Increase skilled visas and improve supply chains the ways to catch up on lost productivity says UDIA
In line with Urban Development Institute of Australia’s own data, today’s NHFIC cost inflation report shows building material and labour cost inflation increased at its fastest pace in nearly 50 years on the back of supply constraints over the past year – something the industry has been warning Government about for more than 18 months.
Logistical constraints on construction materials due to the pandemic have continued, resulting in the cost of plywood and steel reinforcement increasing by more than 25 per cent over the past year, and some products such as structural timber rising by more than 40 per cent.
More onshore manufacturing for construction-related products is required to tackle this issue head-on, says UDIA, calling on the Federal Government to urgently look at manufacturing loans, grants and guarantee initiatives to support the needs of the industry.
“Direct actions such as these are needed to address product shortages into the mid- and long-term, taking pressure off existing international supply chains and building greater diversity, competitiveness and resilience,” said Maxwell Shifman, UDIA National President.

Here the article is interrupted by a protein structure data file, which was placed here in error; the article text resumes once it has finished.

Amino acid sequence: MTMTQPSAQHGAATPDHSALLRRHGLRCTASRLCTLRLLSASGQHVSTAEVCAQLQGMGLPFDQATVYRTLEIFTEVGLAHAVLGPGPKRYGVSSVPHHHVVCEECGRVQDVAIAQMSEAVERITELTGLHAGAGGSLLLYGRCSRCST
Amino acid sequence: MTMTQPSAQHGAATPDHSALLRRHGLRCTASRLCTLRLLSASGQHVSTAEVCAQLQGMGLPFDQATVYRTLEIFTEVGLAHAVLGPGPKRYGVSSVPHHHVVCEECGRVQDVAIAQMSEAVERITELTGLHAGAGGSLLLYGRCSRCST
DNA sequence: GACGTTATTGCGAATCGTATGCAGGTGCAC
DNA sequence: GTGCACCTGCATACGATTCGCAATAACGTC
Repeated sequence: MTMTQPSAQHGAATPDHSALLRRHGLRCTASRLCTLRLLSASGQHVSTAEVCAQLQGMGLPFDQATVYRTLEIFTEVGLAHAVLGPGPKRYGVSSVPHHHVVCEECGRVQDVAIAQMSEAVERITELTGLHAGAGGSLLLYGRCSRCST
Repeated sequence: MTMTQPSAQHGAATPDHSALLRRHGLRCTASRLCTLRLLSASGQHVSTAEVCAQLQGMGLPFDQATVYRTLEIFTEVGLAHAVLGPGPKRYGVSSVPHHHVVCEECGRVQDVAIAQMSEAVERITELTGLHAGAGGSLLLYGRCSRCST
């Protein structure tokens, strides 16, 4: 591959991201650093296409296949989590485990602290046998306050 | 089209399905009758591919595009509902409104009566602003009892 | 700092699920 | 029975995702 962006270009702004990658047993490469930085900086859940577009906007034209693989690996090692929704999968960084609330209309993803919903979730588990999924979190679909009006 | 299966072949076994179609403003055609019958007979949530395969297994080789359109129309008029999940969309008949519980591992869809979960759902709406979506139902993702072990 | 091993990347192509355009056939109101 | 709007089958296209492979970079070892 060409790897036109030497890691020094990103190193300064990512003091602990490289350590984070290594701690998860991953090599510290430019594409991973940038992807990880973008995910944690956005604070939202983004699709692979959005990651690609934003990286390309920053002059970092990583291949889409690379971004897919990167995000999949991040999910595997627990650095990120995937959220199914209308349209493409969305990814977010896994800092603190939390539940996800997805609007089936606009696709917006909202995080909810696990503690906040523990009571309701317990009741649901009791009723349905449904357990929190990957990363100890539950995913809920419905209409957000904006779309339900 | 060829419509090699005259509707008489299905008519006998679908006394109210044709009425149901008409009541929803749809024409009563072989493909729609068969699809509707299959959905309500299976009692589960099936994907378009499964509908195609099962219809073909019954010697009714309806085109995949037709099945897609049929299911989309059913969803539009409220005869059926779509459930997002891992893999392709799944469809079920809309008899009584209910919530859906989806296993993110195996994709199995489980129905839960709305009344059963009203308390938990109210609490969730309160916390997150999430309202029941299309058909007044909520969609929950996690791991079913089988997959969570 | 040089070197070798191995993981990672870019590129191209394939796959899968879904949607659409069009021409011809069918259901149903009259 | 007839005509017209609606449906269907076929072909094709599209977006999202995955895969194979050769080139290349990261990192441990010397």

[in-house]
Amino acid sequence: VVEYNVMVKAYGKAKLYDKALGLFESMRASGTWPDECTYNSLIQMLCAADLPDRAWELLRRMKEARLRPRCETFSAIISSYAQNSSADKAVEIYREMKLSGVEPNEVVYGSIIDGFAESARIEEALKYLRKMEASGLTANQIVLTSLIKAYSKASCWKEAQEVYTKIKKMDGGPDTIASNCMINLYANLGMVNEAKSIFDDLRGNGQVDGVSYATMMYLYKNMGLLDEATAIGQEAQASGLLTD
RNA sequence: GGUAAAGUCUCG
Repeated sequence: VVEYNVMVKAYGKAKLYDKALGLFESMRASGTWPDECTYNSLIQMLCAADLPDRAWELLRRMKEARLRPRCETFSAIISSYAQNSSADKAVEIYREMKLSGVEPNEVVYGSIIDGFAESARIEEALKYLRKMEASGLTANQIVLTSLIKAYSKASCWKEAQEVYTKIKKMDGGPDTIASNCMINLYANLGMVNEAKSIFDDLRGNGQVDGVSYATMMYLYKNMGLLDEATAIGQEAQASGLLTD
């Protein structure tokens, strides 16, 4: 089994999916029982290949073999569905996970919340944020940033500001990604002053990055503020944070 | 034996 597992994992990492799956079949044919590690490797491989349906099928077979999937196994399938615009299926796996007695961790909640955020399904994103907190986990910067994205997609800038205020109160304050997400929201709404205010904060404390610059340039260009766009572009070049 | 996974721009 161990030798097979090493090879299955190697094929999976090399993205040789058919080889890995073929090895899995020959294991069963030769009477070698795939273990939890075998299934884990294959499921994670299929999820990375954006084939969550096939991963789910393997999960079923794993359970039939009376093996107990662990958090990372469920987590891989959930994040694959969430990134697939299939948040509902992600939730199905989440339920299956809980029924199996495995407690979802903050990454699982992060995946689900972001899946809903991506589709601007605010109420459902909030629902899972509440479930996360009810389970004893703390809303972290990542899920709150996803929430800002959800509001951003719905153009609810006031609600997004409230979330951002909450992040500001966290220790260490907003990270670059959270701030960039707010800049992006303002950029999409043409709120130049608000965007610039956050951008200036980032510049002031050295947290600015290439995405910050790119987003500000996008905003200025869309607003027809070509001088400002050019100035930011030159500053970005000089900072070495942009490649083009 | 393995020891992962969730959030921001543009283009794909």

“Unless there is a boost to manufacture of construction materials, already constrained new housing will be further exacerbated, making construction even more expensive and leading to further demand-fuelled house price increases,” he added.
While UDIA welcomed the initiative from the Federal Government’s Jobs & Skills Summit to increase in the permanent Migration Program ceiling to 195,000 in 2022-23 to help ease widespread, critical workforce shortages, skilled workers for the construction industry are desperately needed and needed right now.
Australia needs to do everything possible to catch up an estimated 50,000 housing shortfall that was not built due to pandemic-related delays.
“We need to build skilled capacity quickly by drastically increasing and fast-tracking skilled visas above the 12-month average to catch up the lost productivity,” said Mr Shifman.
Deanna Lane | National Media & Communications Manager | 0416 295 898 | firstname.lastname@example.org